British Prime Minister Boris Johnson has cautiously welcomed signs that the coronavirus lockdown is working - as hospital cases fell in parts of the country.
"What we are now seeing - and it's very, very important to stress that these are early days - we are now seeing the beginnings of some signs that [the lockdown] is starting to have an effect in many parts of the country, but by no means everywhere. And it is early days," Johnson told Parliament at PM's Questions on Wednesday.
But he warned "people must keep their discipline" and continue to follow lockdown rules.
The Health Service Journal reported on Wednesday that hospital admissions with coronavirus had fallen in London and the South-East of England — two infection hotspots — over the past week.
— Health Service Journal (@HSJnews) January 13, 2021
Johnson rejected demands by opposition Labour leader Sir Keir Starmer for even stricter lockdown rules — which have already seen all schools shut for most pupils and pubs and restaurants forced to close except for takeaways — pointing to the severe mental health effects of isolation.
— BBC Politics (@BBCPolitics) January 13, 2021
ongoing vaccination campaign, which had seen over 2.4 million people receive at east one dose by Tuesday evening.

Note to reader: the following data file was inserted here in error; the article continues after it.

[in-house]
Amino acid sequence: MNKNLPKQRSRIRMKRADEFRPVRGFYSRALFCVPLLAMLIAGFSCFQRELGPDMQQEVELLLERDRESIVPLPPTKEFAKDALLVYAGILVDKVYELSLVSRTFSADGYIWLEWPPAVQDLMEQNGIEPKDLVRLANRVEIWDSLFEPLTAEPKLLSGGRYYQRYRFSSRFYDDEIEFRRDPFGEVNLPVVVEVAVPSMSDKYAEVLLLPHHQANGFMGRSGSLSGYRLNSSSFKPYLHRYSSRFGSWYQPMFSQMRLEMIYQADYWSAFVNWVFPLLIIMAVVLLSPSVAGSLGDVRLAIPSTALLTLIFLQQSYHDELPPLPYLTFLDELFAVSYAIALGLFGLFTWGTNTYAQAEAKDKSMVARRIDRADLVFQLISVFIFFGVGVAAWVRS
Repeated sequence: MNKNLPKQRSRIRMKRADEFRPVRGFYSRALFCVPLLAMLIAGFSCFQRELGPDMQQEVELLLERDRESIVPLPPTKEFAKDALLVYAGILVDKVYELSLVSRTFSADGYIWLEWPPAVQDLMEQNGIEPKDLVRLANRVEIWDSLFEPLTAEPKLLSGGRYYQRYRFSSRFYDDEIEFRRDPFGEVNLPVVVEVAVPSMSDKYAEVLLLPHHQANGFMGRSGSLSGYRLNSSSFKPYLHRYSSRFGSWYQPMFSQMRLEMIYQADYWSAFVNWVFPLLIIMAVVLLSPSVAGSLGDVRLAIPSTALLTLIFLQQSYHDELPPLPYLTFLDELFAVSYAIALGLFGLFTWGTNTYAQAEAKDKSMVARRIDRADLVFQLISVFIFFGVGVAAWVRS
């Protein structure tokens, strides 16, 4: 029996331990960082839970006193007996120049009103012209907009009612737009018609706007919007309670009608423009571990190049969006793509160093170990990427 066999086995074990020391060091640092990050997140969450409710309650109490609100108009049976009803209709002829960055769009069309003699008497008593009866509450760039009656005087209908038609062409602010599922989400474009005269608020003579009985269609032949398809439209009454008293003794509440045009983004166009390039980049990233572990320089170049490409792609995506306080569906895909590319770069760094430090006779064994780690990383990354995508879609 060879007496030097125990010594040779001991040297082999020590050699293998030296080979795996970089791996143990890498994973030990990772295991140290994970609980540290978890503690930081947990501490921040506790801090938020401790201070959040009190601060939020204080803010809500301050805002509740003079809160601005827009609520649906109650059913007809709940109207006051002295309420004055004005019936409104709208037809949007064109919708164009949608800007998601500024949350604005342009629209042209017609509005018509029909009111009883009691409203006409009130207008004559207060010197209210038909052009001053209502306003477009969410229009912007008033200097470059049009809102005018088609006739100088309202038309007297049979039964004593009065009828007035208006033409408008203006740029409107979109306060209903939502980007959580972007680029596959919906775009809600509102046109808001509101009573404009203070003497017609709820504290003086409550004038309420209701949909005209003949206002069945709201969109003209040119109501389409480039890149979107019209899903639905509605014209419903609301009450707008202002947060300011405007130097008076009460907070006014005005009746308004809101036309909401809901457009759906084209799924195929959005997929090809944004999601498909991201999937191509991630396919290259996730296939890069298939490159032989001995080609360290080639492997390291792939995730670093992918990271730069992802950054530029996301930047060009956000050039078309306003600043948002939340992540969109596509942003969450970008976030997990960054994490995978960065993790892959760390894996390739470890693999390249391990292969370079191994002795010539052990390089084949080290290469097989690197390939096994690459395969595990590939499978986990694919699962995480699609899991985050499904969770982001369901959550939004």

The PM pledged a "phased relaxation of controls" once the top four groups in the Joint Committee on Vaccination and Immunisation (JCVI) priority list have been inoculated. Those include all those above the age of 70, care home residents, frontline healthcare workers and the "clinically extremely vulnerable", totalling almost 14 million people or more than one in five of the population.
— Steve Baker MP (@SteveBakerHW) January 12, 2021
The government has made preventing an overload of the National Health Service a key aim of — and justification for — lockdown measures since they were first imposed last spring.
The UK has so far registered more than three million COVID-19 cases and 83,000 deaths since the end of January last year.